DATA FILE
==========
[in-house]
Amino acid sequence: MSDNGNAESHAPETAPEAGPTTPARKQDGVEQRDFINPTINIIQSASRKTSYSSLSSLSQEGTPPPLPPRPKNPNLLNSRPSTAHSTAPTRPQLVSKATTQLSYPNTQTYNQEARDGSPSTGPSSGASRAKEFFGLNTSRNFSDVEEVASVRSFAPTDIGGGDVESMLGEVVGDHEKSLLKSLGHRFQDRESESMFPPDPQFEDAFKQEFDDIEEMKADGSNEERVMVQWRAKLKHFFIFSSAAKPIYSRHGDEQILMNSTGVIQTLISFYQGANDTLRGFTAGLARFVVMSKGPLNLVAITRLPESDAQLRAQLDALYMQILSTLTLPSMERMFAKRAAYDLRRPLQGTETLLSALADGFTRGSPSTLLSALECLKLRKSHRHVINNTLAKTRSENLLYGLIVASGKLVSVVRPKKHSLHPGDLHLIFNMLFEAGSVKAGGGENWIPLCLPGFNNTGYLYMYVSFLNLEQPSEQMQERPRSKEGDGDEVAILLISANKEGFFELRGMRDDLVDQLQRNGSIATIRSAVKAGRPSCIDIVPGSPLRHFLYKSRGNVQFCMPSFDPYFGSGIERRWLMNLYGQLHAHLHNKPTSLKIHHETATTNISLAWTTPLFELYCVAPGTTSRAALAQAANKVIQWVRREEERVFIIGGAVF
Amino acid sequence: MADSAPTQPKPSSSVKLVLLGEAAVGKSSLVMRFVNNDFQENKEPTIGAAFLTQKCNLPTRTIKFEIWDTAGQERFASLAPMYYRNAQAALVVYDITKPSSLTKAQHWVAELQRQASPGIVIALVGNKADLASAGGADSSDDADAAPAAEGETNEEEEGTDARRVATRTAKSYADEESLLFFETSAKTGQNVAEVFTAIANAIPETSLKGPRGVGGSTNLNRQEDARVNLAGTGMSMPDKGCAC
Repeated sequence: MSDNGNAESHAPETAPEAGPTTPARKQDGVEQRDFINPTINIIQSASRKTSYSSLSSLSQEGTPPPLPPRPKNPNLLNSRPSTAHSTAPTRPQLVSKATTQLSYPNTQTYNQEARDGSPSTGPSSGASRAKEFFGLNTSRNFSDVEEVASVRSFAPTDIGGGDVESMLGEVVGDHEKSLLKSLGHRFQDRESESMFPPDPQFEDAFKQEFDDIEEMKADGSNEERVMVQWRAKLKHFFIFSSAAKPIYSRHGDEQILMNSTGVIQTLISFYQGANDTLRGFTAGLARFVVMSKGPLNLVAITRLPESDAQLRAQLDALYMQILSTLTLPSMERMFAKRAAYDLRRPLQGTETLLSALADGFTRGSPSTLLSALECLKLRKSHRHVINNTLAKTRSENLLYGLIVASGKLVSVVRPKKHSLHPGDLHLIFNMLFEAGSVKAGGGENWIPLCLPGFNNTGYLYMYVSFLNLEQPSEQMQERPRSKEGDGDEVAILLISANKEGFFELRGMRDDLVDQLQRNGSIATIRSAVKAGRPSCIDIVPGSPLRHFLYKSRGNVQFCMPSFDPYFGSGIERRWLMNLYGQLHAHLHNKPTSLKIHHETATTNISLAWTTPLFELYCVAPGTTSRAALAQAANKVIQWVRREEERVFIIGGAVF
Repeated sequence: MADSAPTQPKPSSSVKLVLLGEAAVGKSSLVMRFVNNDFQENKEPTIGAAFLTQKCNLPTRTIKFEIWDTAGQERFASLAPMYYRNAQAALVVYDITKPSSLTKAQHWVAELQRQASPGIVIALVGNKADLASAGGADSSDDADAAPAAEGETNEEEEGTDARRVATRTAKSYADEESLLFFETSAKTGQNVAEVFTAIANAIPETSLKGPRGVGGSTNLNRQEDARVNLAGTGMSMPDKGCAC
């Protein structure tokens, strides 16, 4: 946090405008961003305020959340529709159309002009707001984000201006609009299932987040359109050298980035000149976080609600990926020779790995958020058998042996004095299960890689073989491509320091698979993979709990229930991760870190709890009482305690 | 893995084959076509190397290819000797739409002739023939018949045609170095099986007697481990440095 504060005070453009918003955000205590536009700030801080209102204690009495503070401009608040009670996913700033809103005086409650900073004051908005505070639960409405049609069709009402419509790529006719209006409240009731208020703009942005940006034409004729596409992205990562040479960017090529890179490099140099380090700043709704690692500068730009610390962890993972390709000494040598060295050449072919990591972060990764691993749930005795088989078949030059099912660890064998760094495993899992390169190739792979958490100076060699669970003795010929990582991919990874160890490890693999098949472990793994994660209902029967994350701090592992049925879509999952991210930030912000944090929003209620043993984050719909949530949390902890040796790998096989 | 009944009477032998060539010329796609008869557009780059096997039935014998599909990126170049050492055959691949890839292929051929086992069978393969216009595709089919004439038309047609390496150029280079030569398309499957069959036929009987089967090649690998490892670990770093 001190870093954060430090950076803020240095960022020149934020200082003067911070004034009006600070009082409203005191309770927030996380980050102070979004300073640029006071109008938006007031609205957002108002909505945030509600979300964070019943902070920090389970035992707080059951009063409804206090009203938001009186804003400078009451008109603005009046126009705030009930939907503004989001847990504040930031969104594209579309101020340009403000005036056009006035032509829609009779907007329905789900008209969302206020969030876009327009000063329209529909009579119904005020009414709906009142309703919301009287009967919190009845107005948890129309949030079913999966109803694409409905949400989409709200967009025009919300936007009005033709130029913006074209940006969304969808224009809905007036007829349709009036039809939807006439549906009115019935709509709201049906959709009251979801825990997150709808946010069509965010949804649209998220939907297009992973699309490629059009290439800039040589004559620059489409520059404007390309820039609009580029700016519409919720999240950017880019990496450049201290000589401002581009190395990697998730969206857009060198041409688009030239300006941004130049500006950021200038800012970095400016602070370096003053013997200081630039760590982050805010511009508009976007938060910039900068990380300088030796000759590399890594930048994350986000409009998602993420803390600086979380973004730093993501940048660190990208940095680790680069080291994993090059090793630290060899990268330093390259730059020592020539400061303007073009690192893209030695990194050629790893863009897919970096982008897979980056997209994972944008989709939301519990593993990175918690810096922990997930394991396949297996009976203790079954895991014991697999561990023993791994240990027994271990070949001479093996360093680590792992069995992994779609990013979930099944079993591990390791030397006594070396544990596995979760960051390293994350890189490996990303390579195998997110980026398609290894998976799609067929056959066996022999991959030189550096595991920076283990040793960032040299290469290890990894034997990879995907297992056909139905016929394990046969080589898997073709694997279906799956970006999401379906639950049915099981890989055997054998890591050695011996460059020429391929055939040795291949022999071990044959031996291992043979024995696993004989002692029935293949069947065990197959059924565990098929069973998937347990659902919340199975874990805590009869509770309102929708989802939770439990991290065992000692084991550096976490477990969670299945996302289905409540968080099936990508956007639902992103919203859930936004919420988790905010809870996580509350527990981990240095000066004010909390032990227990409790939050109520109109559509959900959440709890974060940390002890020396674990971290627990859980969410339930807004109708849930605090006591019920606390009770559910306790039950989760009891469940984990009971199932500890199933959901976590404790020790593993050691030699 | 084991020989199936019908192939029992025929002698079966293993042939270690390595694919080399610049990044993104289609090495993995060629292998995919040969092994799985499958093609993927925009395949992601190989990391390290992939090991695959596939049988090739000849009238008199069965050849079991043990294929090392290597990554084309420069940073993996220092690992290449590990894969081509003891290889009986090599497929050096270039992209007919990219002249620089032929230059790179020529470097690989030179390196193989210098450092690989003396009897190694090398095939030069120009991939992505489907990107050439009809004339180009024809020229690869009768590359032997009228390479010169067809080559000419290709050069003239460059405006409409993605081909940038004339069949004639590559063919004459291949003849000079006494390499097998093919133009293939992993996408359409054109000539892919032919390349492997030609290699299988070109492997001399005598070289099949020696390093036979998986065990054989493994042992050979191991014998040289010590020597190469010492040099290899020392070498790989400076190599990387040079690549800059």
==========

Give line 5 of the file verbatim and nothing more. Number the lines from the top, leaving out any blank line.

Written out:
Repeated sequence: MADSAPTQPKPSSSVKLVLLGEAAVGKSSLVMRFVNNDFQENKEPTIGAAFLTQKCNLPTRTIKFEIWDTAGQERFASLAPMYYRNAQAALVVYDITKPSSLTKAQHWVAELQRQASPGIVIALVGNKADLASAGGADSSDDADAAPAAEGETNEEEEGTDARRVATRTAKSYADEESLLFFETSAKTGQNVAEVFTAIANAIPETSLKGPRGVGGSTNLNRQEDARVNLAGTGMSMPDKGCAC